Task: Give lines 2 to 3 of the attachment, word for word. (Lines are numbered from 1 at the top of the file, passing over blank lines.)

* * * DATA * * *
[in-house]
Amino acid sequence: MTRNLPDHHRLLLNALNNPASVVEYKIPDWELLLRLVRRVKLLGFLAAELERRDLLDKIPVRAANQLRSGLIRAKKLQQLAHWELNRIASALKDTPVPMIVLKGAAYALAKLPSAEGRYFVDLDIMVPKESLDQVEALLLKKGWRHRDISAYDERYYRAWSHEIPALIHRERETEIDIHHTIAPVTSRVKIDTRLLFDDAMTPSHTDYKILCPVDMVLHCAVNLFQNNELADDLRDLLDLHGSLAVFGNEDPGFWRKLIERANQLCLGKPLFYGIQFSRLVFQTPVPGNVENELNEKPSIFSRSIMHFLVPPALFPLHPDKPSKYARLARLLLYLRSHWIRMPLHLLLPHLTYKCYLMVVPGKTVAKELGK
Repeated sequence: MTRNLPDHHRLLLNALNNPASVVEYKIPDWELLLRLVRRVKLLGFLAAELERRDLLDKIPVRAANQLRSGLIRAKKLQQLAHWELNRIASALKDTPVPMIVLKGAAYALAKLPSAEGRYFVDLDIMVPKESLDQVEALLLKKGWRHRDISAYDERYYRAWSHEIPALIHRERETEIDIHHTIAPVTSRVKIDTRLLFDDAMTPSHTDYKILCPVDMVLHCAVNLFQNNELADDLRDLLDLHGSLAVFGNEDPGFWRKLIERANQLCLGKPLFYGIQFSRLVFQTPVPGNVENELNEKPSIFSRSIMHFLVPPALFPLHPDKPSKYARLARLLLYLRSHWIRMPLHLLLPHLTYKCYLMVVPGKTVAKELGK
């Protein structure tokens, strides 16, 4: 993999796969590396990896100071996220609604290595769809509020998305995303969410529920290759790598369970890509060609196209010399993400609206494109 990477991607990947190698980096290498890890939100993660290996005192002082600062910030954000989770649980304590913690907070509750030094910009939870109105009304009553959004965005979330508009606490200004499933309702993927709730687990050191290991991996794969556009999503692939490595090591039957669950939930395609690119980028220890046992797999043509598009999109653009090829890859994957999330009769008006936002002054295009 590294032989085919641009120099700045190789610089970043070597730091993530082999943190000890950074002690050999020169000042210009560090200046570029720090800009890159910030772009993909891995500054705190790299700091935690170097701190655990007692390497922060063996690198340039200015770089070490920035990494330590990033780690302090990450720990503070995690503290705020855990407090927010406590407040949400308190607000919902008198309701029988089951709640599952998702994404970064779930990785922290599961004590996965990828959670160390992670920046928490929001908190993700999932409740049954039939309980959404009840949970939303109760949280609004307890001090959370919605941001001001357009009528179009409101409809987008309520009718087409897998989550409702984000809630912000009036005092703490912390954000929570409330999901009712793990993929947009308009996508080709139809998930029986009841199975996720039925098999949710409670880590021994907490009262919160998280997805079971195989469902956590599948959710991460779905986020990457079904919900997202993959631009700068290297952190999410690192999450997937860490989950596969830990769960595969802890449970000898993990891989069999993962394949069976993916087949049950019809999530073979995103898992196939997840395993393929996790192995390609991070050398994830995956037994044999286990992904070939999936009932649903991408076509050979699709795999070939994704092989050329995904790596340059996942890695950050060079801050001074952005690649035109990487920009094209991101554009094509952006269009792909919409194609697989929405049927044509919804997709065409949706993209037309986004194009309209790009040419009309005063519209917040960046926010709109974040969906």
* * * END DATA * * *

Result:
Amino acid sequence: MTRNLPDHHRLLLNALNNPASVVEYKIPDWELLLRLVRRVKLLGFLAAELERRDLLDKIPVRAANQLRSGLIRAKKLQQLAHWELNRIASALKDTPVPMIVLKGAAYALAKLPSAEGRYFVDLDIMVPKESLDQVEALLLKKGWRHRDISAYDERYYRAWSHEIPALIHRERETEIDIHHTIAPVTSRVKIDTRLLFDDAMTPSHTDYKILCPVDMVLHCAVNLFQNNELADDLRDLLDLHGSLAVFGNEDPGFWRKLIERANQLCLGKPLFYGIQFSRLVFQTPVPGNVENELNEKPSIFSRSIMHFLVPPALFPLHPDKPSKYARLARLLLYLRSHWIRMPLHLLLPHLTYKCYLMVVPGKTVAKELGK
Repeated sequence: MTRNLPDHHRLLLNALNNPASVVEYKIPDWELLLRLVRRVKLLGFLAAELERRDLLDKIPVRAANQLRSGLIRAKKLQQLAHWELNRIASALKDTPVPMIVLKGAAYALAKLPSAEGRYFVDLDIMVPKESLDQVEALLLKKGWRHRDISAYDERYYRAWSHEIPALIHRERETEIDIHHTIAPVTSRVKIDTRLLFDDAMTPSHTDYKILCPVDMVLHCAVNLFQNNELADDLRDLLDLHGSLAVFGNEDPGFWRKLIERANQLCLGKPLFYGIQFSRLVFQTPVPGNVENELNEKPSIFSRSIMHFLVPPALFPLHPDKPSKYARLARLLLYLRSHWIRMPLHLLLPHLTYKCYLMVVPGKTVAKELGK